“Fifteen miles from nowhere, stuck out on a shoulder, A biker works as hard as he can on that machine,
Storms clouds rolling in, and one thing’s for certain, it may not be a ‘runnin but at least it will be clean…”
Looks like rain outside and tonight, I am a bit melancholy. Once again, it’s time for Thunder in the Sand, the fall rally put on by our local club, Circle of Pride MC. Usually, by this time of night, I’d be over at the main stage, dancing with a rally friend from up north and my fellow campers. We’d pass some “apple pie” around in the crowd, and everyone would be singing along with Ross and Rotten as loud as they could. That would just be the start of the evening’s entertainment, and our time to de-stress from everyday life. An adult playground, if you will.
In our camp, on any given day, “It’s Saturday!”
I’ve been to many rallies and have met many new friends along the way, from different backgrounds and from all over the country. One thing that I have noticed about most of the bikers that I know is that they highly value freedom and liberty. With that freedom comes responsibility…in the main, showing respect.
Respect is something that is learned, and earned. So many times, I have watched some drunken idiot run off at the mouth and end up in a bad situation. Does that mean bikers are violent people? Absolutely not. However, they do protect their own, and they know the meaning of loyalty, as well as respect. Our rally allows colors…here’s a few examples of what I would call “biker etiquette”:
1. The obvious one: don’t be an idiot. You can get drunk, you can have fun, you can even take your clothes off (well, if you’re female). However, what you CANNOT do is shoot off at the mouth to someone you don’t know, or hit on someone’s woman. That is a really stupid thing to do, and can put you somewhere you don’t want to be…like a hospital.
2. Don’t touch someone’s colors. They don’t want you to touch their leathers at all, let alone their patches. Same for their bike. It can be the coolest motorcycle you have ever seen, but it would be a really dumb idea to sit on it without permission,
3. Don’t name drop. No one cares who you know, and those who do might care a bit too much, if you know what I mean.
4. For the girls: act like a lady and you’ll be treated like one….you get the picture.
5. Don’t walk up into someone’s camp without permission if you don’t know them. Especially in the middle of the night.
6. You can buy a vest, you can buy some patches, but don’t wear a 3 piece unless you know what it means and are in a club with others who do, as well.
7. Above all, have some respect. Many bikers are veterans, and they have done more for our country than some people could ever dream to do. They deserve it…so give it to them.
Biker women are a whole different lot…and I’m am proud to say that some of my good friends are bikers. My friend Teri is the only woman who regularly drag races at Conesville, and as F*ck Man Charlie would say, “Harley wins again!”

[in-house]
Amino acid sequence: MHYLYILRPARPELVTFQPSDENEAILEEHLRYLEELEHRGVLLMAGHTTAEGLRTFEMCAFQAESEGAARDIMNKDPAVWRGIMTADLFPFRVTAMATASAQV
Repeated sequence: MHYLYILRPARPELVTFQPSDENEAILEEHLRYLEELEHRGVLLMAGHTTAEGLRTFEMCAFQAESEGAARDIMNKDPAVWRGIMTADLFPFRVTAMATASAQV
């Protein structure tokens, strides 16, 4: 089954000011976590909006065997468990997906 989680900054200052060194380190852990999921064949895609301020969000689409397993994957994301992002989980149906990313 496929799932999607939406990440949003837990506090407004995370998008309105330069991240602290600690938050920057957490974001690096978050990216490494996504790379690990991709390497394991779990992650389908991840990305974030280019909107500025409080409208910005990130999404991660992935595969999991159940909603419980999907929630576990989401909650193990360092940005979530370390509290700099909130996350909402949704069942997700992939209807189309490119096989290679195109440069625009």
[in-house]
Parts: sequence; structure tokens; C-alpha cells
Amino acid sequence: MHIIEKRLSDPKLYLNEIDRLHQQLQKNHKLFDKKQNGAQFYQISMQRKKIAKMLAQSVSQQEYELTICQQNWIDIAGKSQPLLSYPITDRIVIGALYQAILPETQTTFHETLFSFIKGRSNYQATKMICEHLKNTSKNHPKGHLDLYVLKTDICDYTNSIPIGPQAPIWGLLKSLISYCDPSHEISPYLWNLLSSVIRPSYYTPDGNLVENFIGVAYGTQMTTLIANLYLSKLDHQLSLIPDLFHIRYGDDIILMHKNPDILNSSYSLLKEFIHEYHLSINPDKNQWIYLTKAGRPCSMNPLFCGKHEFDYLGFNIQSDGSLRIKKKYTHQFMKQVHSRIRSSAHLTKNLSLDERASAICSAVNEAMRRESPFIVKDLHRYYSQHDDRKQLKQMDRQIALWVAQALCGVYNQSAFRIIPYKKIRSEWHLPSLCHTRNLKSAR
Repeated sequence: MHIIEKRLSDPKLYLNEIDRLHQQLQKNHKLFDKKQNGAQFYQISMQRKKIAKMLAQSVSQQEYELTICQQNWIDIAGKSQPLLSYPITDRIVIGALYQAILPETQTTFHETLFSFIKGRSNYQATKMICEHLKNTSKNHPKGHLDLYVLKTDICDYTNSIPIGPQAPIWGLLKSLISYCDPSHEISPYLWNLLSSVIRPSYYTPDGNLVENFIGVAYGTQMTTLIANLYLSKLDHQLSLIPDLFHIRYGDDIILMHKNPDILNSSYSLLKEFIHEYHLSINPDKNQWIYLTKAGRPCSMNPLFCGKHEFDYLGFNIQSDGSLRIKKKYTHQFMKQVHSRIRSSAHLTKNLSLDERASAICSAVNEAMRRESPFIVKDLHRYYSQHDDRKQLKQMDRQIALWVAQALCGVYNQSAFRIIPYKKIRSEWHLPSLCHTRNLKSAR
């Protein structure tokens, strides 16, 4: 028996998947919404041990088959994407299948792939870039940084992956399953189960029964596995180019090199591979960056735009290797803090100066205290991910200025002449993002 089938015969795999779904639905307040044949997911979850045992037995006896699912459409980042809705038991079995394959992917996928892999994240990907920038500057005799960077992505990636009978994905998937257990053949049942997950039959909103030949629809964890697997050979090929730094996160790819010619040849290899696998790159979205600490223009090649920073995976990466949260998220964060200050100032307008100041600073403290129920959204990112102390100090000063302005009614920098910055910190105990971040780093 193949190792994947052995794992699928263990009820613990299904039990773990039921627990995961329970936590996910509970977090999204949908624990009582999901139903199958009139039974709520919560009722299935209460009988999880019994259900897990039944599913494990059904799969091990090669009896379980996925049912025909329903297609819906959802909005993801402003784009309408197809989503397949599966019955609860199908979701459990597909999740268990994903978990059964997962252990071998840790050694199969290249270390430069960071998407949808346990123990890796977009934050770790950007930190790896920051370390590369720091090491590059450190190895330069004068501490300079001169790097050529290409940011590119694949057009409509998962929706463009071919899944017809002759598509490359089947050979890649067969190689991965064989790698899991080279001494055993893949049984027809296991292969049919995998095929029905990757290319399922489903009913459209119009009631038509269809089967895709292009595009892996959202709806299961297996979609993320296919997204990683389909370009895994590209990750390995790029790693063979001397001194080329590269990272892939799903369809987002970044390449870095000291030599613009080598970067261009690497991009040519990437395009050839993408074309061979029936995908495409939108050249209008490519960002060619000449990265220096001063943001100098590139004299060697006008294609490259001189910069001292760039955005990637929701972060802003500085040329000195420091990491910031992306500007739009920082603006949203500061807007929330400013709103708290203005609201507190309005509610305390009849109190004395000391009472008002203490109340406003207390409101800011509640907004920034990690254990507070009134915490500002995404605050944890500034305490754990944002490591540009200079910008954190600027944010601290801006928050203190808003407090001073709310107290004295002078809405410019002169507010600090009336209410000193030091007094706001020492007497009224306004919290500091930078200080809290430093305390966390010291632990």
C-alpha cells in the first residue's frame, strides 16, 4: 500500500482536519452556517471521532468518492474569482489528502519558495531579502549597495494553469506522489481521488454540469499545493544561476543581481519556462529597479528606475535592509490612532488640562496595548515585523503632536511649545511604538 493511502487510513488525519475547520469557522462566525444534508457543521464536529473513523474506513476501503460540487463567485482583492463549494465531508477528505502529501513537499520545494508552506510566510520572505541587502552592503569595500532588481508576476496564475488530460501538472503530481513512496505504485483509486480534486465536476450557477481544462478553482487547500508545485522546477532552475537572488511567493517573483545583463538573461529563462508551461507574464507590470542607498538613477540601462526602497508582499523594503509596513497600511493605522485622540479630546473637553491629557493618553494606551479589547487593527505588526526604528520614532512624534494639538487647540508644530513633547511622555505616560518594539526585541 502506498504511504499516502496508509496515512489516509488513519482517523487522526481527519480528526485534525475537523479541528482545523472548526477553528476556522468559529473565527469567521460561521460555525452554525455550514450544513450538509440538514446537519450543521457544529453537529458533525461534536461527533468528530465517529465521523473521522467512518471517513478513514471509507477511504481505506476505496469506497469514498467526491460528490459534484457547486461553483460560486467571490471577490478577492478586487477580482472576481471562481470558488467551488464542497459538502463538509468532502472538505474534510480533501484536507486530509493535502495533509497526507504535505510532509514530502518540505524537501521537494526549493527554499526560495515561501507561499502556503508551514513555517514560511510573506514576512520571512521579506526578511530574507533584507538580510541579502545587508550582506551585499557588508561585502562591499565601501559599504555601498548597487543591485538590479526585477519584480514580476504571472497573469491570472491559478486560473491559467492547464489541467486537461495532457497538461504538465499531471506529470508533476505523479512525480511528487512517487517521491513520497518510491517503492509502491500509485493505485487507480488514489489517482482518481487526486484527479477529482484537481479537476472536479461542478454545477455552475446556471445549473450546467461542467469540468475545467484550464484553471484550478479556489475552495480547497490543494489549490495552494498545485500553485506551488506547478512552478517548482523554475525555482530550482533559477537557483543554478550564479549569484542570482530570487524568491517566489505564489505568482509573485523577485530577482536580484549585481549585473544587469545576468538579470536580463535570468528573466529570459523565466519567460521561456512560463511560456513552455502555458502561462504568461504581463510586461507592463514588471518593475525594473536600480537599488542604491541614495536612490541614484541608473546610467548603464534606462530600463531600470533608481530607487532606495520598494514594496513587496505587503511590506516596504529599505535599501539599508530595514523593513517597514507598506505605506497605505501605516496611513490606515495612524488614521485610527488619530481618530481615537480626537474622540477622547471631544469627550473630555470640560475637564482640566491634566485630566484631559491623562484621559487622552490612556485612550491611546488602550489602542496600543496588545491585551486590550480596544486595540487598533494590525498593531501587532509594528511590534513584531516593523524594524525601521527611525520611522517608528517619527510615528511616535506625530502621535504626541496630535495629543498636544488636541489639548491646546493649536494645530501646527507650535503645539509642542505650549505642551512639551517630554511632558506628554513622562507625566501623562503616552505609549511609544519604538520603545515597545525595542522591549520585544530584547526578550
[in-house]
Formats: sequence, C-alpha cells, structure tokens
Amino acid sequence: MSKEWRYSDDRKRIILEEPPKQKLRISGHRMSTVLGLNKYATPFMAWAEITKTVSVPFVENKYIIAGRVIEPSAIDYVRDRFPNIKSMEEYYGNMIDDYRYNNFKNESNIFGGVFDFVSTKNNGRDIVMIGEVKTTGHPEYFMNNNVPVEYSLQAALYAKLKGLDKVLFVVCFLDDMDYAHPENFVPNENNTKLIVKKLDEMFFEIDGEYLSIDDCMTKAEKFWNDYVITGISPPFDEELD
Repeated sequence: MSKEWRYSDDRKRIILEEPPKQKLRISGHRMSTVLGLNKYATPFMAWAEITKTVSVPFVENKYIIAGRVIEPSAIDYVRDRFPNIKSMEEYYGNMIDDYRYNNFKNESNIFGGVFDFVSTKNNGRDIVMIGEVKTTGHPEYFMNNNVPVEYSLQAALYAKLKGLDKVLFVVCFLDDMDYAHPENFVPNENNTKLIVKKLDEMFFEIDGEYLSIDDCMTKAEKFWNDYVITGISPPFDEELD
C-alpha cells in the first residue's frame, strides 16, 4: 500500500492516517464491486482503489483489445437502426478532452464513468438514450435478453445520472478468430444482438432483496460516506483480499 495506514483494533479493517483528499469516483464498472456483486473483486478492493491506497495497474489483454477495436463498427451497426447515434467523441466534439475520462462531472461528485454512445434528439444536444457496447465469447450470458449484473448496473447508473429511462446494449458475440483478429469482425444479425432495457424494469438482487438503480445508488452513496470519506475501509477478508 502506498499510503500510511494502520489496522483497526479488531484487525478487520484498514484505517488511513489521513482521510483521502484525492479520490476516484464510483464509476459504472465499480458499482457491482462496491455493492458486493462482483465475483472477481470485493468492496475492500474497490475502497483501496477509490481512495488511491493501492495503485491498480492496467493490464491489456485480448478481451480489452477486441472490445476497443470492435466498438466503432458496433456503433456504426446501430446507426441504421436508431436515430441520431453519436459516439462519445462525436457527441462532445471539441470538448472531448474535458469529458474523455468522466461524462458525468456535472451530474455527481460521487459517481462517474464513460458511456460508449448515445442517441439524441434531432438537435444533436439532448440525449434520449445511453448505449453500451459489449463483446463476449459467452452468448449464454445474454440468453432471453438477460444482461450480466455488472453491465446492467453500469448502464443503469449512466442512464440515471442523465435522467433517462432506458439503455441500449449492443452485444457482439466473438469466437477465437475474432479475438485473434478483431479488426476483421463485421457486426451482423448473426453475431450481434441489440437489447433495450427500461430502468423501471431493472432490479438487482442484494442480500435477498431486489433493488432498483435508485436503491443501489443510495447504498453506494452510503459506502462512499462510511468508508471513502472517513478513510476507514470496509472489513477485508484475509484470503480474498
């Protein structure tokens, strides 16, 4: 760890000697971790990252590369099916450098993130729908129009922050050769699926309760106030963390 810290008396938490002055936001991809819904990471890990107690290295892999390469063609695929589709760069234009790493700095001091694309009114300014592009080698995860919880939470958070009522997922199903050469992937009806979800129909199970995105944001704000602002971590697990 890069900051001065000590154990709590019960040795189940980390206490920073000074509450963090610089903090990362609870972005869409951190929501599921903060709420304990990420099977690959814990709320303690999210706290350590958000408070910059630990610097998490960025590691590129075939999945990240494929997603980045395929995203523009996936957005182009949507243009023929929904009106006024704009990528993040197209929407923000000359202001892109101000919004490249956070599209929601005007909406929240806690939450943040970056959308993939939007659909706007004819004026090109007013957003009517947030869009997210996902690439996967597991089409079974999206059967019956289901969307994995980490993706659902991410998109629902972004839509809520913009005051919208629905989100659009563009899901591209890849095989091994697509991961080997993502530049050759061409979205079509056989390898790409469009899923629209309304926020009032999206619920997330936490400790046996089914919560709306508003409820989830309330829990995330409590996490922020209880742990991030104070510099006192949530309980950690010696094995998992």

Not all of us ride, or some us are just passengers….that makes us no less deserving of your courtesy than those, like Teri, who can handle a bike on her own. I am a disaster on my own two feet, and really short…that doesn’t make me a good candidate to ride my own! Check out this video of a guy racing with a 1942 WLA military Harley 45 solo at our drag strip on the grounds (attention: audio NSFW):
Obviously, a lot of those things are biker specific, but respect is something that is due to everyone. One of the things that we need to remember, as those who espouse the ideas of freedom and liberty, is that interference in others’ business is not something that we want to advocate. That also means respecting the views of others, without trying to impress your own upon them, uninvited. Some in our movement need to learn this.
We all have one goal in mind: individual liberty and freedom from tyranny. Bikers are very patriotic people for the most part, and some of the best that you’ll ever meet. Treat them with respect, and you’ll get it in return. The same with the person that you meet on the street, or the one in line behind you at the grocery store, or the person who serves your food when you go out to eat. We could all do with being a bit more decent to each other…and working toward a common goal, rather than dividing amongst ourselves.
And to my Conesville family…I wish I could be with you all this weekend! Much love, ride safe, and keep your knees in the breeze.
Have a great, safe holiday weekend!
(click the icon to link and listen)
Love my Conesville family!
and the ocean isn’t blue just because it’s water, a biker ain’t crazy, just a bit insane…
Broke down all alone without any cover, there’s nothing near as wet as a Harley in the rain…”
Ross and Rotten